Well there's no doubt that life's a mystery
But so too is the human heart
Mary Chapin Carpenter...John Doe Noe.24

Whatever the means, whatever the volume, it is a matter to ponder in your own heart when someone proclaims their faith before God and their neighbors.  That declaration is in itself evidence of a mighty leap of faith.

What a marvel! Surely it is permitted to shed happy tears for every miracle we behold....



Friday, November 9, 2012

Oh Beautiful for Patriot Dream

It will not be a surprise to anyone with a passing acquaintance with this blog and its author that I believe a picture is a fitting accompaniment to a thousand words.  This is a sterling example from the short, humble, and touching Veteran's Day ceremony at our high school.  

On the front rows sit grizzled and bent Veterans.  Facing them are an equal number of fresh faced five and six year olds wearing cocked paper hats bordered with stars clutching red poppies and small vinyl American flags.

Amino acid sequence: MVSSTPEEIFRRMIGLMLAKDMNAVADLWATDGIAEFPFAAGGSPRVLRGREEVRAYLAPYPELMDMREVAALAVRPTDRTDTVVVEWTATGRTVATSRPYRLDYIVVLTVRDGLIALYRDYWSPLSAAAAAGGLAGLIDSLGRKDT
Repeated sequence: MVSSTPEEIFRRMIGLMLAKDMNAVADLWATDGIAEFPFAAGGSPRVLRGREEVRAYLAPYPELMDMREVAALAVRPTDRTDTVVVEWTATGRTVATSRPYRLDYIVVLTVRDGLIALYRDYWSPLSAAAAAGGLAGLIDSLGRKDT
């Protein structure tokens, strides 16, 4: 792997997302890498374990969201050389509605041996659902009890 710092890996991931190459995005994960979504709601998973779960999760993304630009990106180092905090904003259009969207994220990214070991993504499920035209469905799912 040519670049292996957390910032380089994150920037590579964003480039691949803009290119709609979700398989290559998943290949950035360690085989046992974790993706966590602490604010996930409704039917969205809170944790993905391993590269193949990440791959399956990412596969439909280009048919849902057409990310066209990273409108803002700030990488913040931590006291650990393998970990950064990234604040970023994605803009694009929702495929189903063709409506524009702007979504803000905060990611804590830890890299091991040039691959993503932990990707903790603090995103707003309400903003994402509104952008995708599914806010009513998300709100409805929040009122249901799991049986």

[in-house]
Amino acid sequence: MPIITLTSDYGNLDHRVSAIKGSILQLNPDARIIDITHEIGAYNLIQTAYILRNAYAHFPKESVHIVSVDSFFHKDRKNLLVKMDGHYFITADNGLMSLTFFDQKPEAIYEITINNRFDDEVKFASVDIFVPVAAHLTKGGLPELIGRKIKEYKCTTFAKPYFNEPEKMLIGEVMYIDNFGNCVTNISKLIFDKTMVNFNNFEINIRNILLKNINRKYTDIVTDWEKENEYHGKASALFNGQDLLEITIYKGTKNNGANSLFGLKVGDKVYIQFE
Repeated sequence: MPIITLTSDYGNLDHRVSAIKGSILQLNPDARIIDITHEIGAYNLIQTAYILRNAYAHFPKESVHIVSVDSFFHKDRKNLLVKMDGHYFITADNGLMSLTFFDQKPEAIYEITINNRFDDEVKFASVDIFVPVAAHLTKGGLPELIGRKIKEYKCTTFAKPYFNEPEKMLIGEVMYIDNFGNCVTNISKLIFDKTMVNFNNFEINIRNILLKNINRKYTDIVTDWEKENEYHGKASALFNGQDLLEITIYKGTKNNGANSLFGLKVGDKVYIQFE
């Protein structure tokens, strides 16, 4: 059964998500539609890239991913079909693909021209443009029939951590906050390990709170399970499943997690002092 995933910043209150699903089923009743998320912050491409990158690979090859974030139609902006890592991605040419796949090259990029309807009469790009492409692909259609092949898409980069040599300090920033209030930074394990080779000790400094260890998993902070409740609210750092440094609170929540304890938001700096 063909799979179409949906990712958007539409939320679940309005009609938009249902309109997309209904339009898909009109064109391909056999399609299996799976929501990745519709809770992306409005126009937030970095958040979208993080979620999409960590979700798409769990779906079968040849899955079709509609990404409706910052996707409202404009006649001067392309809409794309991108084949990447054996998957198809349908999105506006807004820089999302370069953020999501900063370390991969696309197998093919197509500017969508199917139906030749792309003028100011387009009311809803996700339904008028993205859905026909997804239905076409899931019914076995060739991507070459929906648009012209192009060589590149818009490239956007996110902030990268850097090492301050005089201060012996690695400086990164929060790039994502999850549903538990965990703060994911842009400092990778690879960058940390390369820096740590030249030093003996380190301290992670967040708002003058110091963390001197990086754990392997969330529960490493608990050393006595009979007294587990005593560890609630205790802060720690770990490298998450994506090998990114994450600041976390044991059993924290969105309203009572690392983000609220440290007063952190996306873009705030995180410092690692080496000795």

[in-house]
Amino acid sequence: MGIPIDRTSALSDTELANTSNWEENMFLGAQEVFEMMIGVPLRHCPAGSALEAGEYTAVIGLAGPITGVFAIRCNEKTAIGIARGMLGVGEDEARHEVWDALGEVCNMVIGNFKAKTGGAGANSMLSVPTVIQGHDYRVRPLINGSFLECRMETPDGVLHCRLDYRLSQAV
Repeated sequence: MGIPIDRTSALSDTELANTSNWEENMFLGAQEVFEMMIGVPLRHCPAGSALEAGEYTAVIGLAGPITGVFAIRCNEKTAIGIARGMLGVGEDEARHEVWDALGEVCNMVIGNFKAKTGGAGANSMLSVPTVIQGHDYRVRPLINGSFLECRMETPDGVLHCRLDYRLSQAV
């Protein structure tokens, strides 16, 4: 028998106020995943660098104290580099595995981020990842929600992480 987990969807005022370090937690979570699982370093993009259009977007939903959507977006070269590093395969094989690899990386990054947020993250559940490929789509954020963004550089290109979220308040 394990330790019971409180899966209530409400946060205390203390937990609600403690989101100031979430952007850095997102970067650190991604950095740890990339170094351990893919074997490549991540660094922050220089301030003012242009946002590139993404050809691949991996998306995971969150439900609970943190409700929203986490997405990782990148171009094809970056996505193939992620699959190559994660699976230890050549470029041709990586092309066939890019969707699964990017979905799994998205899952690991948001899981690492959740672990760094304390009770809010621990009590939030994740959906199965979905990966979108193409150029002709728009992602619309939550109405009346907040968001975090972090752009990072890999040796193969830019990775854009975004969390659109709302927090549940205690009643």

video
Enough....see for yourself.  How thankful am I?  Let me count the ways.  Be tearful. Be proud.

Thursday, November 8, 2012

Micro Management....or Taking Care of Business



You get up every morning
From your alarm clock's warning
Take the 8:15 into the city
There's a whistle up above
And people pushin', people shovin'
And the girls who try to look pretty

And if your train's on time
You can get to work by nine
And start your slaving job to get your pay
If you ever get annoyed
Look at me I'm self-employed
I love to work at nothing all day..Randy Bachman



And there's nothing cold as ashes after the fire is gone....Faron Young


I would say I could hardly face the headlines this morning, but that would be hedging.   I simply didn't read the news this morning.  I didn't scroll through the Wall Street Journal opinion page and I haven't turned on Fox News.  I have yet to forgive my favorite pundits their rosy scenarios, even if they sincerely believed they were right.   Conway Twitty and Loretta Lynn's close nearly clashing harmony comes to mind in Faron Young's classic cheatin' song:

Though the steam rolled off the coffeemaker, the morning was truly cold as ashes.


"How small of all that human hearts endure
That part which laws and kings can cause or cure."...Samuel Johnson